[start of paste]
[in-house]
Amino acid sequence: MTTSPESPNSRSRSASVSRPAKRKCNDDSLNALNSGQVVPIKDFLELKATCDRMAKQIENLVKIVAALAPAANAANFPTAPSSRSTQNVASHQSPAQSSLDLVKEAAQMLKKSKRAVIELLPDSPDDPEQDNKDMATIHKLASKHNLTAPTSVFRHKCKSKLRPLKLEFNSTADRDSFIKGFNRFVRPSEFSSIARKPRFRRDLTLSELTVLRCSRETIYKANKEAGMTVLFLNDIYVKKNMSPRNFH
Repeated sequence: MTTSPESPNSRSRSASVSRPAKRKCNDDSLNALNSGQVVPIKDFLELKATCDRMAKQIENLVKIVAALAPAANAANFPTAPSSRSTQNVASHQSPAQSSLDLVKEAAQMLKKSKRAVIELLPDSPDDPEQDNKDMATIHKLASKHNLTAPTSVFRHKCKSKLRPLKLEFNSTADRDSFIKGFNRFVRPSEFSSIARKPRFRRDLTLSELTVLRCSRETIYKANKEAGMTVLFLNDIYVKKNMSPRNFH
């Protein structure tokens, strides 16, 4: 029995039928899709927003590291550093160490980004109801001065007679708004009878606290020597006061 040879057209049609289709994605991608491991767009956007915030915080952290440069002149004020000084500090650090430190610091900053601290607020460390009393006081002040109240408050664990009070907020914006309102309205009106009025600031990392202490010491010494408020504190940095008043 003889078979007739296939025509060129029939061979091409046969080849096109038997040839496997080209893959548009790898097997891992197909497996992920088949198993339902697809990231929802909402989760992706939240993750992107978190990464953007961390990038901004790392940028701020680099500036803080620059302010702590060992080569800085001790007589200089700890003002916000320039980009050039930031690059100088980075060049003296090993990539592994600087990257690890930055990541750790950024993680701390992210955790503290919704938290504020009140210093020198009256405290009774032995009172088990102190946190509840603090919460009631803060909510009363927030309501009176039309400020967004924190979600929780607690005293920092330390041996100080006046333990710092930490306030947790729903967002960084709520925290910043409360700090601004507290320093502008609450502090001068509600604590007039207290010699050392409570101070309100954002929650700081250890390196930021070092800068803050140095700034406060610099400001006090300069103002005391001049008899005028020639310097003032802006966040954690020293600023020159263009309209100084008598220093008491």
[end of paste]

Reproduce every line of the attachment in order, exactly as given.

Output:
[in-house]
Amino acid sequence: MTTSPESPNSRSRSASVSRPAKRKCNDDSLNALNSGQVVPIKDFLELKATCDRMAKQIENLVKIVAALAPAANAANFPTAPSSRSTQNVASHQSPAQSSLDLVKEAAQMLKKSKRAVIELLPDSPDDPEQDNKDMATIHKLASKHNLTAPTSVFRHKCKSKLRPLKLEFNSTADRDSFIKGFNRFVRPSEFSSIARKPRFRRDLTLSELTVLRCSRETIYKANKEAGMTVLFLNDIYVKKNMSPRNFH
Repeated sequence: MTTSPESPNSRSRSASVSRPAKRKCNDDSLNALNSGQVVPIKDFLELKATCDRMAKQIENLVKIVAALAPAANAANFPTAPSSRSTQNVASHQSPAQSSLDLVKEAAQMLKKSKRAVIELLPDSPDDPEQDNKDMATIHKLASKHNLTAPTSVFRHKCKSKLRPLKLEFNSTADRDSFIKGFNRFVRPSEFSSIARKPRFRRDLTLSELTVLRCSRETIYKANKEAGMTVLFLNDIYVKKNMSPRNFH
């Protein structure tokens, strides 16, 4: 029995039928899709927003590291550093160490980004109801001065007679708004009878606290020597006061 040879057209049609289709994605991608491991767009956007915030915080952290440069002149004020000084500090650090430190610091900053601290607020460390009393006081002040109240408050664990009070907020914006309102309205009106009025600031990392202490010491010494408020504190940095008043 003889078979007739296939025509060129029939061979091409046969080849096109038997040839496997080209893959548009790898097997891992197909497996992920088949198993339902697809990231929802909402989760992706939240993750992107978190990464953007961390990038901004790392940028701020680099500036803080620059302010702590060992080569800085001790007589200089700890003002916000320039980009050039930031690059100088980075060049003296090993990539592994600087990257690890930055990541750790950024993680701390992210955790503290919704938290504020009140210093020198009256405290009774032995009172088990102190946190509840603090919460009631803060909510009363927030309501009176039309400020967004924190979600929780607690005293920092330390041996100080006046333990710092930490306030947790729903967002960084709520925290910043409360700090601004507290320093502008609450502090001068509600604590007039207290010699050392409570101070309100954002929650700081250890390196930021070092800068803050140095700034406060610099400001006090300069103002005391001049008899005028020639310097003032802006966040954690020293600023020159263009309209100084008598220093008491």